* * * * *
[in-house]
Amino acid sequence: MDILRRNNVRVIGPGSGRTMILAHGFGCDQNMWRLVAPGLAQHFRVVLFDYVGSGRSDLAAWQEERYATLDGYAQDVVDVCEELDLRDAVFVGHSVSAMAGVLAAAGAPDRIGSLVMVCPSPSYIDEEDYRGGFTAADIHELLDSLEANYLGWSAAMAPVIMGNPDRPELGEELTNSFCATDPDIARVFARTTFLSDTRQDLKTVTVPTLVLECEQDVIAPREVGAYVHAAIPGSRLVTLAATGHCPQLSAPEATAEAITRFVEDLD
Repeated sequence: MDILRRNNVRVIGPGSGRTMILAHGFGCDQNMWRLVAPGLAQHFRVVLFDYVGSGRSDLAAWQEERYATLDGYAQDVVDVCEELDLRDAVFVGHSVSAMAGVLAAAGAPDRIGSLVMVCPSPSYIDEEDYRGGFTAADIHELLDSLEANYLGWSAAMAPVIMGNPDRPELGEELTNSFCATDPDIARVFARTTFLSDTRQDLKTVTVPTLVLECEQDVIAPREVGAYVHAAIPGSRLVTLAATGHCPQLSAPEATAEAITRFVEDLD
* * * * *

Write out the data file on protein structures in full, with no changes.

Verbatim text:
[in-house]
Amino acid sequence: MDILRRNNVRVIGPGSGRTMILAHGFGCDQNMWRLVAPGLAQHFRVVLFDYVGSGRSDLAAWQEERYATLDGYAQDVVDVCEELDLRDAVFVGHSVSAMAGVLAAAGAPDRIGSLVMVCPSPSYIDEEDYRGGFTAADIHELLDSLEANYLGWSAAMAPVIMGNPDRPELGEELTNSFCATDPDIARVFARTTFLSDTRQDLKTVTVPTLVLECEQDVIAPREVGAYVHAAIPGSRLVTLAATGHCPQLSAPEATAEAITRFVEDLD
Repeated sequence: MDILRRNNVRVIGPGSGRTMILAHGFGCDQNMWRLVAPGLAQHFRVVLFDYVGSGRSDLAAWQEERYATLDGYAQDVVDVCEELDLRDAVFVGHSVSAMAGVLAAAGAPDRIGSLVMVCPSPSYIDEEDYRGGFTAADIHELLDSLEANYLGWSAAMAPVIMGNPDRPELGEELTNSFCATDPDIARVFARTTFLSDTRQDLKTVTVPTLVLECEQDVIAPREVGAYVHAAIPGSRLVTLAATGHCPQLSAPEATAEAITRFVEDLD